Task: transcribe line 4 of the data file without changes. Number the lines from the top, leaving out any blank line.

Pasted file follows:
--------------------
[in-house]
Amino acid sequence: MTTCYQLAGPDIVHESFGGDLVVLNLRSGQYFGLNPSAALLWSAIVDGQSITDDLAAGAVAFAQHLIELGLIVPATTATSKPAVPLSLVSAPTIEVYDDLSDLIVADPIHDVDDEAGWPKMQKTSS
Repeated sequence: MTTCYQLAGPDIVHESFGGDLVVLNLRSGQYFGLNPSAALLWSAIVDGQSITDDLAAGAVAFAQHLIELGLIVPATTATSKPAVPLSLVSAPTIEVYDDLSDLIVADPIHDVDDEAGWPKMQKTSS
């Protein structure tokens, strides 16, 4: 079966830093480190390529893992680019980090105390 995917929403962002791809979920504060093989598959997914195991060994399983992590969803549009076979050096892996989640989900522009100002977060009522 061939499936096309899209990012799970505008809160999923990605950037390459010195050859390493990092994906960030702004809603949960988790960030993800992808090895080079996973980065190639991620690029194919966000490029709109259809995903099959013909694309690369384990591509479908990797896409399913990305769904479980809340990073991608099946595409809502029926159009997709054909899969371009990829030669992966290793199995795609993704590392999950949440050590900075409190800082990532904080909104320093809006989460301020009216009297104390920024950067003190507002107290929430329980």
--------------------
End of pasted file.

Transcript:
């Protein structure tokens, strides 16, 4: 079966830093480190390529893992680019980090105390 995917929403962002791809979920504060093989598959997914195991060994399983992590969803549009076979050096892996989640989900522009100002977060009522 061939499936096309899209990012799970505008809160999923990605950037390459010195050859390493990092994906960030702004809603949960988790960030993800992808090895080079996973980065190639991620690029194919966000490029709109259809995903099959013909694309690369384990591509479908990797896409399913990305769904479980809340990073991608099946595409809502029926159009997709054909899969371009990829030669992966290793199995795609993704590392999950949440050590900075409190800082990532904080909104320093809006989460301020009216009297104390920024950067003190507002107290929430329980």